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The perfect day for a Potato

Merrill celebrates 71st annual Klamath Basin Potato Festival

By Lee Juillerat, Herald and News October 19, 2008  

< Emily O’Connor, right, serves a baked potato Saturday at the Klamath Basin Potato Festival in Merrill. She was helped on one of three serving lines by Denise Woodhouse and Marla Gasser.

   MERRILL — Spudtacular weather helped lure crowds to Saturday’s 71st annual Klamath Basin Potato Festival in Merrill. 

   “Everybody seemed to have a good time and it was a beautiful day,” said Larry Paschke, one of the parade organizers. 

   “A lot of people put in a lot of time putting this together,” said Chris Moudry. 

   Moudry and James Baird coordinated the traditional barbecue, both for the 29th straight year. 

   More than 1,500 enjoyed a free barbecue that included pit barbecued beef sandwiches, milk and, naturally, baked potatoes. 

   “It always depends on the weather,” Moudry said of attendance at the barbecue, which last year served about 1,200 people in semi-stormy weather. “We pretty much maxed out.”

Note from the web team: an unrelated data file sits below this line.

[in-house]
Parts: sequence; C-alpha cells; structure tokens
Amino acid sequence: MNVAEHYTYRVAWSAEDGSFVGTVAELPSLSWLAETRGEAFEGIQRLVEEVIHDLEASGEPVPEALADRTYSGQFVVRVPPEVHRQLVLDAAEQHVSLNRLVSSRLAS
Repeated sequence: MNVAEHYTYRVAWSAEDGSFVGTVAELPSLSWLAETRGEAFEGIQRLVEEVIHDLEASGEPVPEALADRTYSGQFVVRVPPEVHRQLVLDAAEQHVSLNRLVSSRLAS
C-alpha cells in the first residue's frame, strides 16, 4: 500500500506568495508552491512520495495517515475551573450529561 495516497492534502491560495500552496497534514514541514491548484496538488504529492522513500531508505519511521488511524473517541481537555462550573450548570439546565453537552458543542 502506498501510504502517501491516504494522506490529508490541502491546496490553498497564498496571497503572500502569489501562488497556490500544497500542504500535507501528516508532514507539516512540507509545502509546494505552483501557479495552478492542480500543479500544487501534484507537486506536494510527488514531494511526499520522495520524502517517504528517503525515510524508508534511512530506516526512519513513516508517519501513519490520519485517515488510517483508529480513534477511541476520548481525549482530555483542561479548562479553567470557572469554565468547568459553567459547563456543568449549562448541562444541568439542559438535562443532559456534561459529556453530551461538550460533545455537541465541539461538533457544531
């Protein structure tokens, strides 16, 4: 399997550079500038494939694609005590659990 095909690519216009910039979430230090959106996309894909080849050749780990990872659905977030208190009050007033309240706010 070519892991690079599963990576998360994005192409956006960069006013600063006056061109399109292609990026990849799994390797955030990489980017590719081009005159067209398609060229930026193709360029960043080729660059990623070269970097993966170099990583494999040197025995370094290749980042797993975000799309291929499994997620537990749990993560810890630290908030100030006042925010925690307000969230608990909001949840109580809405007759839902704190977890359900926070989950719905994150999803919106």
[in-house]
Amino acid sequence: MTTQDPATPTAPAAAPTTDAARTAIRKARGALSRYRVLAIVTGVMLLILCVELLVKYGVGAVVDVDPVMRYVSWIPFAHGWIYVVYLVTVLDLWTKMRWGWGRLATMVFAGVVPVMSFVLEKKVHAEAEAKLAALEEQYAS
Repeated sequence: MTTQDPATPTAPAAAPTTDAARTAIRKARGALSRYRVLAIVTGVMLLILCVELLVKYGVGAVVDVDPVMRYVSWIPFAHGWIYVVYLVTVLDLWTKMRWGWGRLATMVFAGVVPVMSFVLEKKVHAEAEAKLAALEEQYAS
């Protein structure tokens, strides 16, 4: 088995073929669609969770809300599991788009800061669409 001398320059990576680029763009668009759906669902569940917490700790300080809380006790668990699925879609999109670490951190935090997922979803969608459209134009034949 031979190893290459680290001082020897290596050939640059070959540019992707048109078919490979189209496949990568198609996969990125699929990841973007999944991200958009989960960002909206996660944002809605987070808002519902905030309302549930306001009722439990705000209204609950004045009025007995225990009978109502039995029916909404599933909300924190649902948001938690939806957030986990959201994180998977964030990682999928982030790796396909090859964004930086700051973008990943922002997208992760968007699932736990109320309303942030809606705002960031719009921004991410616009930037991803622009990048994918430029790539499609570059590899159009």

< Enjoying their day in the sun were Potato Festival Princess McKenzie Masten, left, and Queen Stephanie Matheson.

   The meal was preceded by the parade, where grand marshal Ruby O’Neil and the queen and her court took the traditional two laps around the parade route. 

   That was special fun for Stephanie Matheson, who had been crowned queen at Thursday night’s coronation banquet. 

   “It was really cool because I’ve been coming to these festivals since I was a little girl,” said the 17-year-old Matheson, a senior at Henley High School. 

   Festival court 

   She was joined on the festival court float by Princess McKenzie Masten, a 17-year-old Bonanza High School senior. Both Masten and Matheson plan to attend the University of Oregon, with Matheson majoring in political science or journalism and Masten in graphic arts design. 

   Others on the court float included Clarissa Evans of Mazama, Kathleen Porter of Klamath Union, Brianne Elliott of Triad and Whitney King of Lost River. The competition was based on ticket sales, talent, essay writing, and poise and personality. 

   Riding along with the court were junior princesses Bethany Petrik and Gabby Haskins. 

   “The parade went real well,” Paschke said. “Everybody seemed to have a good time, and it was a beautiful day.” 

   “Everybody did what they were supposed to do and the crowd responded,” said Bill Moore, president of the Merrill Lions Club, which sponsors the festival. “Very tickled.”

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